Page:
Mr PERRETT (Gympie—LNP) (2.36 pm): I rise to speak on the 2022 budget. This government is
riddled with integrity and transparency issues, and that character is written throughout this budget. It
treats the trust of Queenslanders with contempt. It treats Gympie with contempt. It fails the Gympie
residents. The Treasurer promised 26 times there would be no new or increased taxes. The government
broke its debt promise, its no new tax promise, and its service and spending promise. It has failed on
integrity and transparency.
Despite all this, the health crisis will continue. Nearly a third of the record $9.785 billion to deliver
new hospitals and beds is not identified until beyond July 2026—in four years. Only $85 million is
allocated for next year. None of the beds will be a reality until 2028. There will be no new hospitals until
after the next election. The AMAQ has said that our health system is on life support. The government
has overseen its destruction and wants another decade to fix its health crisis.
This is not about a record health budget; it is about the government’s record on health. Its record
in Gympie shows it is in crisis and it refuses to deliver a new Gympie hospital. Last year the government
finally released the Master Clinical Services Plan—20 months late. It is now clear the plan was delayed
because the government does not want to deliver a new hospital. The report found—
The existing Gympie Hospital infrastructure creates significant clinical and operational challenges, with services spread across
multiple, poorly connected, multi-aged buildings. The fragmented operation of the facility is exacerbated by the steep topography
of the site, and the inherent forms and structural constraints of the aged buildings.
The hospital cannot be patched. The report said—
Whilst ongoing minor capital works are undertaken … to maintain safety standards, there is a need to move away from incremental
capital works in favour of a broader investment in the site.
It cannot be clearer. I asked the minister in May to support fast-tracking a new hospital. The
minister could not even be bothered to respond. The only response was from a departmental bureaucrat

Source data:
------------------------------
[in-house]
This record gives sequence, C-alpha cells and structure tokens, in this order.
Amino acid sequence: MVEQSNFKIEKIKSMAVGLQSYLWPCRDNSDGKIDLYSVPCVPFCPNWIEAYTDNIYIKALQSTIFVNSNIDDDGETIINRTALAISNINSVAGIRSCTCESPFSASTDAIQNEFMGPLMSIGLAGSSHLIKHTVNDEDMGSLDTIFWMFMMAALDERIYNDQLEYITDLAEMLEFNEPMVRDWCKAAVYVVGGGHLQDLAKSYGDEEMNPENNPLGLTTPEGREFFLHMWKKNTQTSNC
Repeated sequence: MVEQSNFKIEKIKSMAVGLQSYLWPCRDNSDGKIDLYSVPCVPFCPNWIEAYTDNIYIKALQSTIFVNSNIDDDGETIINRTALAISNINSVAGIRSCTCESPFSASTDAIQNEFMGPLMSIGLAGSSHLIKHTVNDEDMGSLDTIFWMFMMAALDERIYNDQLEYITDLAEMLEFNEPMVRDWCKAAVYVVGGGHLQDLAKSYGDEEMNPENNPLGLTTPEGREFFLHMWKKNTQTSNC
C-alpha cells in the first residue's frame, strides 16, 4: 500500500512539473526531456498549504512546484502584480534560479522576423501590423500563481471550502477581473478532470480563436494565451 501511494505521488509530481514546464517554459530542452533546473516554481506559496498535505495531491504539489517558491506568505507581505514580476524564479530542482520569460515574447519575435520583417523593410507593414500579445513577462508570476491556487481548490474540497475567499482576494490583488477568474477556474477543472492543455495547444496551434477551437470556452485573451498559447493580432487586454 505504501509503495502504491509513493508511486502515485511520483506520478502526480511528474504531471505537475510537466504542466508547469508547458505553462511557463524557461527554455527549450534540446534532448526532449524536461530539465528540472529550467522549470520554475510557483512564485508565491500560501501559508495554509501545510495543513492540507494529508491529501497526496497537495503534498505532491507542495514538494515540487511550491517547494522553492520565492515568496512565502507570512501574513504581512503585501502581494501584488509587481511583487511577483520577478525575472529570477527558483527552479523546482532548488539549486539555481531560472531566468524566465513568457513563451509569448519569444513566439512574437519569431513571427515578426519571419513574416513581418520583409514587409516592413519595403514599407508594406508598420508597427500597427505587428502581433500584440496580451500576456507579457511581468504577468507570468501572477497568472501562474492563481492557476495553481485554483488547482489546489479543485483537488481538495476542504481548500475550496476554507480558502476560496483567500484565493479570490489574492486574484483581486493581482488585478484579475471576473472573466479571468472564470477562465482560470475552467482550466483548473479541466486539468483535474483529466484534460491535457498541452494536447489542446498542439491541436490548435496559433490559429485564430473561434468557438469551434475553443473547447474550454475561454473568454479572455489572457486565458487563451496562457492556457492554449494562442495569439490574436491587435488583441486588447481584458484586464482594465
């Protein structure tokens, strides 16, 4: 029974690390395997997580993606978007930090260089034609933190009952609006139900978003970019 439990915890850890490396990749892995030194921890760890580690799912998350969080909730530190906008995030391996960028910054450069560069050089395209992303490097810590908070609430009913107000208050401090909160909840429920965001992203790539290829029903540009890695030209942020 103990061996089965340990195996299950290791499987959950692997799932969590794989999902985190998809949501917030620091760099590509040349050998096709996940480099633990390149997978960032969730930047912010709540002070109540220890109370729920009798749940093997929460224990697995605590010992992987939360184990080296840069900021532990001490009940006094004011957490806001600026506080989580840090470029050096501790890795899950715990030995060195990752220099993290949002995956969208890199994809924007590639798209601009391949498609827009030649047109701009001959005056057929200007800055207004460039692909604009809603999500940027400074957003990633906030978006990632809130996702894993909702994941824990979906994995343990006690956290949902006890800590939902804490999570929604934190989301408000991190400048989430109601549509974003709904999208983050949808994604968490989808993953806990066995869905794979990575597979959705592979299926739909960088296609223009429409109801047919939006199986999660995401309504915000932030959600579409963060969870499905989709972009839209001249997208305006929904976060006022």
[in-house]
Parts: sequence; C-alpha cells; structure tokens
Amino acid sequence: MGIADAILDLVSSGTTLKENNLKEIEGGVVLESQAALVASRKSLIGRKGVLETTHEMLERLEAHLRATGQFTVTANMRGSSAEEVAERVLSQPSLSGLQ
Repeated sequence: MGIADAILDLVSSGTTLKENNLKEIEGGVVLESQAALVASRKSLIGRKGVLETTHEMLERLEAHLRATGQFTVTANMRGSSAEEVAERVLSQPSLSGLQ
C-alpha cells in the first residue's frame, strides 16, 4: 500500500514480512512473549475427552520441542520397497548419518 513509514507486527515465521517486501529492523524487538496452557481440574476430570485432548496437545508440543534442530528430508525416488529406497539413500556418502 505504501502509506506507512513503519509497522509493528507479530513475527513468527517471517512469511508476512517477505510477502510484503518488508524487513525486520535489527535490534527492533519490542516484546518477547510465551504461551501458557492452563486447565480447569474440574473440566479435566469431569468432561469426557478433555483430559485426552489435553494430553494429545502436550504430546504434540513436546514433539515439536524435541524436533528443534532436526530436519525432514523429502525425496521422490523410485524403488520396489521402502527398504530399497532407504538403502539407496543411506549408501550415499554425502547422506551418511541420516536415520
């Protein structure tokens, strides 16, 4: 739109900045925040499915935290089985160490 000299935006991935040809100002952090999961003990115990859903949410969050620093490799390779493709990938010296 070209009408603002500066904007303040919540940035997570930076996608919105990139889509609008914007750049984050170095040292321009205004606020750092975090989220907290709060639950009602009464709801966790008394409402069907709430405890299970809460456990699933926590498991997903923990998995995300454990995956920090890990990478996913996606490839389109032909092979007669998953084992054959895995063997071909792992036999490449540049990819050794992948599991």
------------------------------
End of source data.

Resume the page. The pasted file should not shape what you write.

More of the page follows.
advising that Queensland Health, the bureaucracy, will consider it against other funding priorities. In
other words, it is the department, the bureaucracy, which is determining the priorities for our region.
Does the minister advocate for anything?
The hospital is a priority for my residents. Whichever statistic you look at—ambulance ramping,
wait times or rates of chronic disease—Gympie has systemic problems. Every Labor budget since 2015
has contained a record investment in health, but services in Gympie keep declining. Patients and their
families are being distressed. The community is frustrated as services are run down, closed or ignored.
Almost daily I am told of problems. They are systemic: patients are discharged late at night; patients
are forced to sit outside in the cold and wind, including a mother and young baby; an elderly man with atypical pneumonia who waited for his 78-year-old wife to travel more than 60 kilometres; mental health
patients told to return home even though their GP says to urgently go hospital; those transferred to the
Sunshine Coast are discharged with no way to come home; patients use their mobile phones to ring for
staff attention; emergency department waiting times; no beds; being sent home only to return with a
worsening condition; told the hospital cannot help and ‘go talk to your GP’ which is a bit hard when you
cannot get in to see a GP; no response from phone calls and long waiting lists.
Ambulance ramping is concerning. In the December quarter, it was 23 per cent in Gympie, 44 per
cent in Nambour and 46 per cent at the Sunshine Coast. They cannot even get the ambulance ramping
figures right which is the percentage of patients not seen on time. Last week, the minister was caught
using misleading ambulance ramping figures for Sunshine Coast University Hospital or SCUH. Instead
of the claimed 18 per cent, it was really 40 per cent.
Since the last record health budget last year, staff have told me that Queensland Health is trying
to spin its way out of problems and massage messages. There is a culture of secrecy, a lack of
transparency, cover-ups and stalling. I have heard anecdotally that the staff are run off their feet,
stressed and overworked. They are concerned about the lack of equipment and patient care.
Three weeks ago, people started telling me they tried to attend the hospital’s fracture clinic, only
to be told it was shut. The closure follows last year’s fiasco from the closure of the paediatric ward.
There was no warning to the community, let alone the patients. Patients were sent away from booked